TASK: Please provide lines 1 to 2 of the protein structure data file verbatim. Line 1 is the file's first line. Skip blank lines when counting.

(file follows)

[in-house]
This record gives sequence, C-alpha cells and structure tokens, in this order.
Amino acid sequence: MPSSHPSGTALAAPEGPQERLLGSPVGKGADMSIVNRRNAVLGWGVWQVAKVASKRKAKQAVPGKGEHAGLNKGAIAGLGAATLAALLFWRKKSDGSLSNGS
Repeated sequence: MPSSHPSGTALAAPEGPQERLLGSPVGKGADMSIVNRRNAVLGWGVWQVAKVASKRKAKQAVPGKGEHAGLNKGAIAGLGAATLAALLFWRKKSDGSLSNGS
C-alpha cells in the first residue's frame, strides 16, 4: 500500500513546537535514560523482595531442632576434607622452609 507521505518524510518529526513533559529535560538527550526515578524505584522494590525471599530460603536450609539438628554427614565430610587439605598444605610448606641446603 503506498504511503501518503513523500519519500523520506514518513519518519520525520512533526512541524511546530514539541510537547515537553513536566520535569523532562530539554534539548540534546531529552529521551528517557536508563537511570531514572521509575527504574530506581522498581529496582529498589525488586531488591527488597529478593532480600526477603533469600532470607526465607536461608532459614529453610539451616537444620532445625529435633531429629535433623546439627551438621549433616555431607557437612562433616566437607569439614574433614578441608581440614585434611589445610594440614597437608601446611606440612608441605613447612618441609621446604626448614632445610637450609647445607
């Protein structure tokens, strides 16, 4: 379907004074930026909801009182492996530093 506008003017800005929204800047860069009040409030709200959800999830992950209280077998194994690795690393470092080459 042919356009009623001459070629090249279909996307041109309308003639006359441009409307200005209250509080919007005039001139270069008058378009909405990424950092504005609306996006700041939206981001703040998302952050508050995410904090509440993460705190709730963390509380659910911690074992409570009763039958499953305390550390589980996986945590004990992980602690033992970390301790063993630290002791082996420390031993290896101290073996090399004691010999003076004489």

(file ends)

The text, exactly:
[in-house]
This record gives sequence, C-alpha cells and structure tokens, in this order.